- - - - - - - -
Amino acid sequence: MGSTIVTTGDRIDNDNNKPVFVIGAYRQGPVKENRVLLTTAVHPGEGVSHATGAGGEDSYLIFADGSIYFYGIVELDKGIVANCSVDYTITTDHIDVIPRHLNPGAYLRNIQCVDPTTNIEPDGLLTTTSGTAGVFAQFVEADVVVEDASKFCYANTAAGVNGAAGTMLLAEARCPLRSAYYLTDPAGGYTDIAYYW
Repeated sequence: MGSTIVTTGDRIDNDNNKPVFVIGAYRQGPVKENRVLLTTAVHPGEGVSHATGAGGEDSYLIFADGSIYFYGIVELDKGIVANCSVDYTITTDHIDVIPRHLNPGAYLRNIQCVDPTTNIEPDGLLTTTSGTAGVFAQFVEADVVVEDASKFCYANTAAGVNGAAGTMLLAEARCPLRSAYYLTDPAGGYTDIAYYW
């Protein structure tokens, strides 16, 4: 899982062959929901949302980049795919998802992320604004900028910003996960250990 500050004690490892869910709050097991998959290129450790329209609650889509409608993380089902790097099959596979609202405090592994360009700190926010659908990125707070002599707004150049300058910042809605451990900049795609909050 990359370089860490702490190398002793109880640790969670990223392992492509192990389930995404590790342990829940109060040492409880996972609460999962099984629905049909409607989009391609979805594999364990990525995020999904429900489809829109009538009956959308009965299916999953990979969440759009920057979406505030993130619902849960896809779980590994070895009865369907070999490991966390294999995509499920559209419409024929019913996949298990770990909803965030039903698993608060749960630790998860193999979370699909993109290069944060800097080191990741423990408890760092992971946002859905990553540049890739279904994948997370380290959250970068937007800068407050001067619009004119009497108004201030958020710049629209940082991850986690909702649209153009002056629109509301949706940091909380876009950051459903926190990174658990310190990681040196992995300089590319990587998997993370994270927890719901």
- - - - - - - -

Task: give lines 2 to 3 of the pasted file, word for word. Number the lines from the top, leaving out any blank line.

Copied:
Repeated sequence: MGSTIVTTGDRIDNDNNKPVFVIGAYRQGPVKENRVLLTTAVHPGEGVSHATGAGGEDSYLIFADGSIYFYGIVELDKGIVANCSVDYTITTDHIDVIPRHLNPGAYLRNIQCVDPTTNIEPDGLLTTTSGTAGVFAQFVEADVVVEDASKFCYANTAAGVNGAAGTMLLAEARCPLRSAYYLTDPAGGYTDIAYYW
């Protein structure tokens, strides 16, 4: 899982062959929901949302980049795919998802992320604004900028910003996960250990 500050004690490892869910709050097991998959290129450790329209609650889509409608993380089902790097099959596979609202405090592994360009700190926010659908990125707070002599707004150049300058910042809605451990900049795609909050 990359370089860490702490190398002793109880640790969670990223392992492509192990389930995404590790342990829940109060040492409880996972609460999962099984629905049909409607989009391609979805594999364990990525995020999904429900489809829109009538009956959308009965299916999953990979969440759009920057979406505030993130619902849960896809779980590994070895009865369907070999490991966390294999995509499920559209419409024929019913996949298990770990909803965030039903698993608060749960630790998860193999979370699909993109290069944060800097080191990741423990408890760092992971946002859905990553540049890739279904994948997370380290959250970068937007800068407050001067619009004119009497108004201030958020710049629209940082991850986690909702649209153009002056629109509301949706940091909380876009950051459903926190990174658990310190990681040196992995300089590319990587998997993370994270927890719901």